Byline: RAY MASSEY
CAPTAINS of industry may carp about low standards in schools, say teachers.
But they never put their money where their mouths are, do they? Well, they do actually.
Out in the 'real world', companies that help to create Britain's wealth and keep millions of people in work rely on a steady supply of young people who can read, write, spell and do their sums.
The fact that so many can't do these basics, despite 12 years of compulsory education, smacks of the sort of complacency and poor quality once associated with the dark days of British Leyland in the Seventies.
But Britain's motor industry, which remains the nation's biggest employer from shop floor to showroom, has turned itself around - with more than a little shove from Nissan, Honda and Toyota, whose UK plants forced them to rethink their methods. So why can't schools do the same?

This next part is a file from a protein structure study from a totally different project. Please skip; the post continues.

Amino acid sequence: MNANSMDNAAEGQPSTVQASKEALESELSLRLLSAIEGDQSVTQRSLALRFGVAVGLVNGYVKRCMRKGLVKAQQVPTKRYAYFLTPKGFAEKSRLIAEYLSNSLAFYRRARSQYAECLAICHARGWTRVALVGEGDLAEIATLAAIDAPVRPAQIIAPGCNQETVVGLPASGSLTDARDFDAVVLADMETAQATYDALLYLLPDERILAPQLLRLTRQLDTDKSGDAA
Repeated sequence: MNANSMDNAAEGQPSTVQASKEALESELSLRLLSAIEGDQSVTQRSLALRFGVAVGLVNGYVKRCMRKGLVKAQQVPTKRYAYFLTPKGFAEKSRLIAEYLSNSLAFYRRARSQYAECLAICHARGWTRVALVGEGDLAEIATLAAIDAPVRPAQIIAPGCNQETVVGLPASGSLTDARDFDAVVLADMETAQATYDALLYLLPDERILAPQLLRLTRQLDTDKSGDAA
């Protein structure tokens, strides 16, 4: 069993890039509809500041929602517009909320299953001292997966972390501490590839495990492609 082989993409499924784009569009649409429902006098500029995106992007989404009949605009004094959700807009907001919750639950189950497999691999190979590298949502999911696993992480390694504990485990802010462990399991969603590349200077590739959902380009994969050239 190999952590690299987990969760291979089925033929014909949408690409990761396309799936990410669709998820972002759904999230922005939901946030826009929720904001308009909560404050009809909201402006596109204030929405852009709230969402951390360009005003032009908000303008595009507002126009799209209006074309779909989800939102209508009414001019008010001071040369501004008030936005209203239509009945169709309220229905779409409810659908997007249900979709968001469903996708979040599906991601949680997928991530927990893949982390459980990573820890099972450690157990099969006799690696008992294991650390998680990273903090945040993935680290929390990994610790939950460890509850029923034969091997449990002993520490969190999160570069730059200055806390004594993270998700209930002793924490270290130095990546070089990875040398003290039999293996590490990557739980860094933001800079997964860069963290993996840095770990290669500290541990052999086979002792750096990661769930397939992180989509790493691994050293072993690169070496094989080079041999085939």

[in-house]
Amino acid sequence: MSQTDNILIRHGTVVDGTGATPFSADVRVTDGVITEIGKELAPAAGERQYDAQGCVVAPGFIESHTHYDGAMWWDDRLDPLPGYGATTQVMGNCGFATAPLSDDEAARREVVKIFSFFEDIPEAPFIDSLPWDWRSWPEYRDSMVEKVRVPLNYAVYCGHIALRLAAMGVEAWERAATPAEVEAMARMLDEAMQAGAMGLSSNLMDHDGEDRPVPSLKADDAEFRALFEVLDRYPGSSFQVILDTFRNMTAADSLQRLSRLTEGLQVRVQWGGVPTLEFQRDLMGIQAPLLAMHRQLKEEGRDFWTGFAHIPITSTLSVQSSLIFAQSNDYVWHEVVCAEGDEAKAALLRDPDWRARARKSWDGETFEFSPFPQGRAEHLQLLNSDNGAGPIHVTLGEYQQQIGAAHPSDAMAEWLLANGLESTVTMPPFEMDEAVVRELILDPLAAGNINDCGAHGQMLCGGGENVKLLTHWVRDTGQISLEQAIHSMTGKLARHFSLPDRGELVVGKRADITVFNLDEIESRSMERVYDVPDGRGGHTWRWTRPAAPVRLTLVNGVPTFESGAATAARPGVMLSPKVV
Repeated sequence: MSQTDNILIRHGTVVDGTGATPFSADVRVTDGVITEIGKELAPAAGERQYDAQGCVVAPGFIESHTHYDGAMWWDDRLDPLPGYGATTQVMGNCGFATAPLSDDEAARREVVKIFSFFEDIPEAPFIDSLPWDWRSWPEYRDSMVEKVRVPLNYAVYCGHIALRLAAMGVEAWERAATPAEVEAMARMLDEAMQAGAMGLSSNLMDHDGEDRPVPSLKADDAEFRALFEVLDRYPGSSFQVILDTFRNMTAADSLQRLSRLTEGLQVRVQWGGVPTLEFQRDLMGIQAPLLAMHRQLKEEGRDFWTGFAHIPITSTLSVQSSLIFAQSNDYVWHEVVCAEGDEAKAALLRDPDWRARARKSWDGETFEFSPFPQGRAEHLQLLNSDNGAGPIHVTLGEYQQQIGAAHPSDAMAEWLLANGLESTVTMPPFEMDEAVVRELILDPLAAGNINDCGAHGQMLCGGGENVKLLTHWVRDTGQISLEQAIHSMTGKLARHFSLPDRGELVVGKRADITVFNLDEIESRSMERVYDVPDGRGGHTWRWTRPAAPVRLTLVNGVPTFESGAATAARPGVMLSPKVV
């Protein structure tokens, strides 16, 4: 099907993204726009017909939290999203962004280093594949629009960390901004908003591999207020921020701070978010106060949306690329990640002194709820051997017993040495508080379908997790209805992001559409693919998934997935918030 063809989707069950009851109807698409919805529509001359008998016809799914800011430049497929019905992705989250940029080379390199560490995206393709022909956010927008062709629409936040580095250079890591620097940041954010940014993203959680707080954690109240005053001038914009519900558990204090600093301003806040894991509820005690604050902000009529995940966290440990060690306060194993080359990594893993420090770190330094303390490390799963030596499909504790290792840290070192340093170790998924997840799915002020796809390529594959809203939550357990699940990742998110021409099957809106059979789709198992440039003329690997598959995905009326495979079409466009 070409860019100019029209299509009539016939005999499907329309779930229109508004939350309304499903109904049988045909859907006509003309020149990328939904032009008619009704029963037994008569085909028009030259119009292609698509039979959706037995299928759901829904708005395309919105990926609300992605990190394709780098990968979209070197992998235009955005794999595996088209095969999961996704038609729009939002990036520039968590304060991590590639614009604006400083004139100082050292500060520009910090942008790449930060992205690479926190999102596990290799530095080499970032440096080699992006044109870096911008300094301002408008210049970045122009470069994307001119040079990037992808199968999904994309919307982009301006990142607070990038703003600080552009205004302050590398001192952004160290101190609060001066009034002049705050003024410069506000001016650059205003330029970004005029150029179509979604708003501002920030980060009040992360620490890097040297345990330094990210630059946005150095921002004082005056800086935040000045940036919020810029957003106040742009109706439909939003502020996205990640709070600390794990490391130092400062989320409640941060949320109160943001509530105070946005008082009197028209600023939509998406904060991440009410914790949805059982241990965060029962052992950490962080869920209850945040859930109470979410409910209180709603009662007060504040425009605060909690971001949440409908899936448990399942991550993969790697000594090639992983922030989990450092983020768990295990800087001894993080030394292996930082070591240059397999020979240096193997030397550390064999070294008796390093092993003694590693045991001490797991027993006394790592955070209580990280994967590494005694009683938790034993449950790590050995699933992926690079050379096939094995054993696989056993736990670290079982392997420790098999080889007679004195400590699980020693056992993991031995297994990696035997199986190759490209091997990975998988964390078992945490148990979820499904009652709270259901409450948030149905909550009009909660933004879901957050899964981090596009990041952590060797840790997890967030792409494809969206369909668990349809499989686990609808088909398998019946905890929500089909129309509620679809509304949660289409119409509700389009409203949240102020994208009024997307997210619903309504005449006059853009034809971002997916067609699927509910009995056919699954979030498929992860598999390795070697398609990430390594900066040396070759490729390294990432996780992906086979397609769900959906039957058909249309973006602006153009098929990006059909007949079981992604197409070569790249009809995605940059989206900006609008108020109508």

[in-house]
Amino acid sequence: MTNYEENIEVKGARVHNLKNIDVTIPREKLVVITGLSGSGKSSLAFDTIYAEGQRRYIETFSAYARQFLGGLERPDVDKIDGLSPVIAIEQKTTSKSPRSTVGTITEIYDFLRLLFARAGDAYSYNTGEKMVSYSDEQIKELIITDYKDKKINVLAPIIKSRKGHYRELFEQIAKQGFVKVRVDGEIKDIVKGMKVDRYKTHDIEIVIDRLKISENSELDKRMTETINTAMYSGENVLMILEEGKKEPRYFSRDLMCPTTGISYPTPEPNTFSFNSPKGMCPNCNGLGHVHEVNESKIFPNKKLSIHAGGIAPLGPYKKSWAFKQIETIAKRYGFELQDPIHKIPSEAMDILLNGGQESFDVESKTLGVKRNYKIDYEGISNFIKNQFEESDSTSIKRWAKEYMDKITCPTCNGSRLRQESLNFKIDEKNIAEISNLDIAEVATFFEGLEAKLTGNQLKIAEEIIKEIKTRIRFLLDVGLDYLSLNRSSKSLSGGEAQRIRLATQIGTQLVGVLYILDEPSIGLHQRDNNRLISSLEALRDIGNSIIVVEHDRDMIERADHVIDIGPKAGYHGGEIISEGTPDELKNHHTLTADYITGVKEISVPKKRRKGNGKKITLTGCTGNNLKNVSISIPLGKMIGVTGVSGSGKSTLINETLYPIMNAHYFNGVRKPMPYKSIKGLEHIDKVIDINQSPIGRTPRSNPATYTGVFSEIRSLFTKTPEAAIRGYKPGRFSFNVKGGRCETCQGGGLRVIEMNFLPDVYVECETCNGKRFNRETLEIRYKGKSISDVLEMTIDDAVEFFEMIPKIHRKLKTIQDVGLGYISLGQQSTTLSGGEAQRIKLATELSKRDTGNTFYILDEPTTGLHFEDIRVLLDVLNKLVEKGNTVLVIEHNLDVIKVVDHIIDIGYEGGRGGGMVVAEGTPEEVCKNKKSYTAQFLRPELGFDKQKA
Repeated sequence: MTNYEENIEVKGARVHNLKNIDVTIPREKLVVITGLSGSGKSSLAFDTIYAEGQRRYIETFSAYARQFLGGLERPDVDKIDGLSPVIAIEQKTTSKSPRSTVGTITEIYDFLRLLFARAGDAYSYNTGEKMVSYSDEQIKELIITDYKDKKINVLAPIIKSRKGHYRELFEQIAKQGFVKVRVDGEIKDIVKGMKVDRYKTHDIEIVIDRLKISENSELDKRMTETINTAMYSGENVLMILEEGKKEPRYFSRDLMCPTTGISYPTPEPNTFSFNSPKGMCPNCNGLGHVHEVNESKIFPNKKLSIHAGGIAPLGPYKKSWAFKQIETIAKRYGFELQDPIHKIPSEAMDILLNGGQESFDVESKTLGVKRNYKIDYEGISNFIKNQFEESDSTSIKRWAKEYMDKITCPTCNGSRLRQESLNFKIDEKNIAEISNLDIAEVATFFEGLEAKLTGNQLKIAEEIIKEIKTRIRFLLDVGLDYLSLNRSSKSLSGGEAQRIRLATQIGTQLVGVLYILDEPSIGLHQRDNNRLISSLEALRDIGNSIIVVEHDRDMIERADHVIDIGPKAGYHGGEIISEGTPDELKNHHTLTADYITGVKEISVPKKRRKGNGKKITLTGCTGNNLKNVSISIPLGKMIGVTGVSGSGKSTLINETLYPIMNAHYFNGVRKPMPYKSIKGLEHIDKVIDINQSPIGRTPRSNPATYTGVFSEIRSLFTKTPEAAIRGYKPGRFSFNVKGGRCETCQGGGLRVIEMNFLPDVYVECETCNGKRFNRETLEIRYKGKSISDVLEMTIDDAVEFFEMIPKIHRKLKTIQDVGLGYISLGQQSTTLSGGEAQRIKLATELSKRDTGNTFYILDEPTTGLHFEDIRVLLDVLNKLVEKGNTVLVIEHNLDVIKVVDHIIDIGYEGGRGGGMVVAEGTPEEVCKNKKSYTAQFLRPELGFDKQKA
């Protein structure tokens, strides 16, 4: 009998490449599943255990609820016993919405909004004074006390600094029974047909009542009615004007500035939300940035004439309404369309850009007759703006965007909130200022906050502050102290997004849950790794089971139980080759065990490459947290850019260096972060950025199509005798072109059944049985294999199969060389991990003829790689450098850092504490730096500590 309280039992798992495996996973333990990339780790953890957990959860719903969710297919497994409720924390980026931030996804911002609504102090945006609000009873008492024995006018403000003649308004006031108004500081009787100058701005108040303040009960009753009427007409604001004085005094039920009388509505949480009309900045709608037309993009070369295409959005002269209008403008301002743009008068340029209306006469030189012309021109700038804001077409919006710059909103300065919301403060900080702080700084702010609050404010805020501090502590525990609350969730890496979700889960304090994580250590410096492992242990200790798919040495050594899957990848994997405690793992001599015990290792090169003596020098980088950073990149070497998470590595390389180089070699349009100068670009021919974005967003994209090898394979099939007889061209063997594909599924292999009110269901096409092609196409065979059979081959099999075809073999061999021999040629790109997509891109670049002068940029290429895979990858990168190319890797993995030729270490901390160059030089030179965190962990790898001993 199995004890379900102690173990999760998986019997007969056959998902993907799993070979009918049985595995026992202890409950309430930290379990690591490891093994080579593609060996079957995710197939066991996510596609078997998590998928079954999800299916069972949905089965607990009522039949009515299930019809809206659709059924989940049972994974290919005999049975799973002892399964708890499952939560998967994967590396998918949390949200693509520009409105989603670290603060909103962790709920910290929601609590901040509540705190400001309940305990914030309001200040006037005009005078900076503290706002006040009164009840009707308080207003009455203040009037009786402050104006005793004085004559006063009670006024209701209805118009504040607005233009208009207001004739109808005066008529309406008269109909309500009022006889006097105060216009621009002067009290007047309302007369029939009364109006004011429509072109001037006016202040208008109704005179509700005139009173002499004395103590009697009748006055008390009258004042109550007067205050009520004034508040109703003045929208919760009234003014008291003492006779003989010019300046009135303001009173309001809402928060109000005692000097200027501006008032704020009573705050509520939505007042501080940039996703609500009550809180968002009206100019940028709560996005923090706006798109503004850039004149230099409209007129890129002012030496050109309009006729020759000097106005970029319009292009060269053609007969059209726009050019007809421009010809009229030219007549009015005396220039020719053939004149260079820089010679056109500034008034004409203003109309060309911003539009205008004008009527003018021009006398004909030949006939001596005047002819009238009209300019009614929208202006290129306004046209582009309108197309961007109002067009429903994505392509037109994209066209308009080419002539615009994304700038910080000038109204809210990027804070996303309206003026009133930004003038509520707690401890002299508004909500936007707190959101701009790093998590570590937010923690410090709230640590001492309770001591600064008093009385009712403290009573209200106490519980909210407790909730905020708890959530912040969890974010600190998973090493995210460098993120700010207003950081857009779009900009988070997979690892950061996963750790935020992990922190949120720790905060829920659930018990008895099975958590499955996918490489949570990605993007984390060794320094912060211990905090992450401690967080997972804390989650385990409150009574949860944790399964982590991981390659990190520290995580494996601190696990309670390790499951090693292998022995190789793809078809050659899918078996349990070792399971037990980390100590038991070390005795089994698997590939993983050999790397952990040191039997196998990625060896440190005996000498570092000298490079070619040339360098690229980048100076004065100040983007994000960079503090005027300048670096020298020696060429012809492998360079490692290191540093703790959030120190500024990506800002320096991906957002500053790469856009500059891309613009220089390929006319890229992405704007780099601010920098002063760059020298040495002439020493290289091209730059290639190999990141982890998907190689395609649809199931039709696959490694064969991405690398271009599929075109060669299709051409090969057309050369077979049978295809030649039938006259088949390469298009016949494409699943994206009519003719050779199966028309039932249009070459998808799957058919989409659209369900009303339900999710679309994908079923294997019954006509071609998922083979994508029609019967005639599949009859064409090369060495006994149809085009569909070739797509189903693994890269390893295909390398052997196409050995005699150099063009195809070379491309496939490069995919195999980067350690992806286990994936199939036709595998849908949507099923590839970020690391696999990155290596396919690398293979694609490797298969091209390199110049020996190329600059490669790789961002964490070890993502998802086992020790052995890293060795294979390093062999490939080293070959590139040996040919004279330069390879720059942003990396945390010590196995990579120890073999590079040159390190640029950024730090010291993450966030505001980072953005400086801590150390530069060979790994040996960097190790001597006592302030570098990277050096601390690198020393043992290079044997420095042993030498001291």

Luxury carmaker BMW is helping to bring lessons about quality and attention to detail into the classroom.
This month, it is launching a special pack for design and technology lessons which is available free to every school in the country - and already half of them have requested one.
Early drafts of the design and technology curriculum were slated for being irrelevant to the needs of industry, with one celebrated example of pupils being asked to create shoes - out of paper. By contrast, the BMW pack, aimed at pupils aged between 14 to 18, gives an insight into real product development, production processes, quality control, testing and marketing. …